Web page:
The chief executive of the KiwiYo company says he is deeply sorry that a Whangarei teenager quit her job after she was told not to greet customers with a traditional "kia ora".
Monet-Mei Clarke, 17, had worked there for four weeks before she quit. Yesterday, she returned to Whangarei's KiwiYo - where she had been told to say just "hello" to customers - but this time as part of a protest organised by Hone Harawira and the Mana Party. Those who took part came from as far away as Auckland.
The political heat outside the frozen-yoghurt store in Cameron St could have melted the produce as the street filled in support of Ms Clarke's action, and Te Whanau O Waimirangi students from Whangarei Intermediate School performed a haka.
A statement from KiwiYo chief executive Norman Markgraaff said he was deeply sorry this situation had occurred.
"It is not clear who said what to whom in this scenario but all of us here at KiwiYo are, frankly, mortified as we believe that the word 'kia ora' is an entirely appropriate greeting and can be used as part of the KiwiYo welcome presentation.
"If you take a look at both our staff and our customers, we employ and serve a wide variety of nationalities and we respect them all equally and the Maori language, one of New Zealand's three official languages, is just as appropriate as any other if a staff member wishes to use that greeting. "My family and I come from South Africa and if we were to greet a fellow South African we may well choose to do so in Afrikaans - and that is equally as appropriate in our view.
"The most important thing is to make a customer feel welcome and feel important," he said.
"It doesn't matter what language that it is done in.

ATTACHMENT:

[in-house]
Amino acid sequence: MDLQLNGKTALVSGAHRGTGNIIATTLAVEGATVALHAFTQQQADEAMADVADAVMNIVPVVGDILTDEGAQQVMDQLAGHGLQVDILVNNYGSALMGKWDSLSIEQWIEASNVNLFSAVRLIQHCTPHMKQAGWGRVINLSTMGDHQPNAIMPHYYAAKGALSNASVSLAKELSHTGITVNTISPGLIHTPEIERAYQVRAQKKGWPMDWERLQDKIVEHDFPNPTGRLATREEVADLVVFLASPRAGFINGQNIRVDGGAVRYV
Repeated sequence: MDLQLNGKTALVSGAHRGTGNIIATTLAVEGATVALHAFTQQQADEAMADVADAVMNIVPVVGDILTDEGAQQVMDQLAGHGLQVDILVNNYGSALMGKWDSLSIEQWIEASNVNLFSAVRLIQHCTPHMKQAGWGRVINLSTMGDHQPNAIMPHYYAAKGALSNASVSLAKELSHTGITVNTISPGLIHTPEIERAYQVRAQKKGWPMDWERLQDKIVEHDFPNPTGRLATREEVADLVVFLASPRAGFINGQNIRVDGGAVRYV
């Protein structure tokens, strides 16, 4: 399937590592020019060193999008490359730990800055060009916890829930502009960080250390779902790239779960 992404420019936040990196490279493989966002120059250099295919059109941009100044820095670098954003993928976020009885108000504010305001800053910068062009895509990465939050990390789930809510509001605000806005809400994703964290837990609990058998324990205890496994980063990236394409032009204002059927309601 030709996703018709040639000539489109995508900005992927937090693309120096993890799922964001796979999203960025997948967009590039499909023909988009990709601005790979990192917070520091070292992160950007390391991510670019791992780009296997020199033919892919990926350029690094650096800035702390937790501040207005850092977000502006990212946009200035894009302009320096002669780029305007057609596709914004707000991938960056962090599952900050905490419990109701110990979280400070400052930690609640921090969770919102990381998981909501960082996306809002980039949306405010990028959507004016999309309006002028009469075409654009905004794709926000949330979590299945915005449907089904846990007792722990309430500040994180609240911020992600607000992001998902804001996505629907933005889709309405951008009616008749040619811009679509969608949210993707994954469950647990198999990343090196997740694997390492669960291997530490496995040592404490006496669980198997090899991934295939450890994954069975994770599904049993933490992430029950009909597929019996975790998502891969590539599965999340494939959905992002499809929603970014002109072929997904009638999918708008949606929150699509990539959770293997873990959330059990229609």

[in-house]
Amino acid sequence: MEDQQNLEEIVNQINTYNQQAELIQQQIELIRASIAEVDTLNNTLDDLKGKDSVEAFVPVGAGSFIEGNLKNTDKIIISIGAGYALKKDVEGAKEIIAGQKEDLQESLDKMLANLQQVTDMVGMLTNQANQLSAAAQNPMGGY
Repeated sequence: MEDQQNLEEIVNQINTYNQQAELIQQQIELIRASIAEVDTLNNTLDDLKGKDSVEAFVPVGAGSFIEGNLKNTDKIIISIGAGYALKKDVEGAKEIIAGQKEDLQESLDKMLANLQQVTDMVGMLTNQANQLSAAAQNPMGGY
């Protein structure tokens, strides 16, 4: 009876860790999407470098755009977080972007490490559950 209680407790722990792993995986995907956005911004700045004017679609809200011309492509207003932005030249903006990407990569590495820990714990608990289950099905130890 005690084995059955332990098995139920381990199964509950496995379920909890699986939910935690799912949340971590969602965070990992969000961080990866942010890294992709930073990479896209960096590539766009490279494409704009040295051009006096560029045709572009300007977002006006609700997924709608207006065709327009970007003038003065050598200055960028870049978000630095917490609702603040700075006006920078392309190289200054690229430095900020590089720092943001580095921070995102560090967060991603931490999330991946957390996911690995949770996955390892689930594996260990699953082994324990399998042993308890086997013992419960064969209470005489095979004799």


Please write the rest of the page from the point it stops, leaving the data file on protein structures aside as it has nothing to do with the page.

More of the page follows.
"We will be working with our network of stores to ensure that this issue does not arise again."
Margaret Lang, the owner-franchisee of KiwiYo Whangarei, said there were two sides to every story and her side had not been represented properly by anyone.
"This whole issue has been blown out of proportion by making it a race and language issue, when simply, it is not. The issue has stemmed from when the staff member said 'kia ora' to new customers rather than the formal greeting they are trained and required to do," she said.
"This greeting is based around variations of 'Welcome to KiwiYo, have you been here before'.
"The staff member in question did not follow it up with the greeting, instead her entire welcome was simply 'kia ora'. If she had said 'hello' or 'bonjour' and not followed it up with the required greeting, I would have pulled her up on it too.
"This is not about the use of 'kia ora' but simply an issue of non-compliance," she said. "... I have three staff members who are Maori. I am not racist."
Race Relations Commissioner Dame Susan Devoy said Ms Clarke should contact the Human Rights Commission and work with mediators to resolve the issue "amicably and positively". She likened the case to that of iwi leader Naida Glavis, who was nearly fired for saying 'kia ora' while working as a Post Office telephone operator in 1984.
"I had thought the days of people being censured for speaking Maori were over but perhaps I was wrong."
- APNZ, Northern Advocate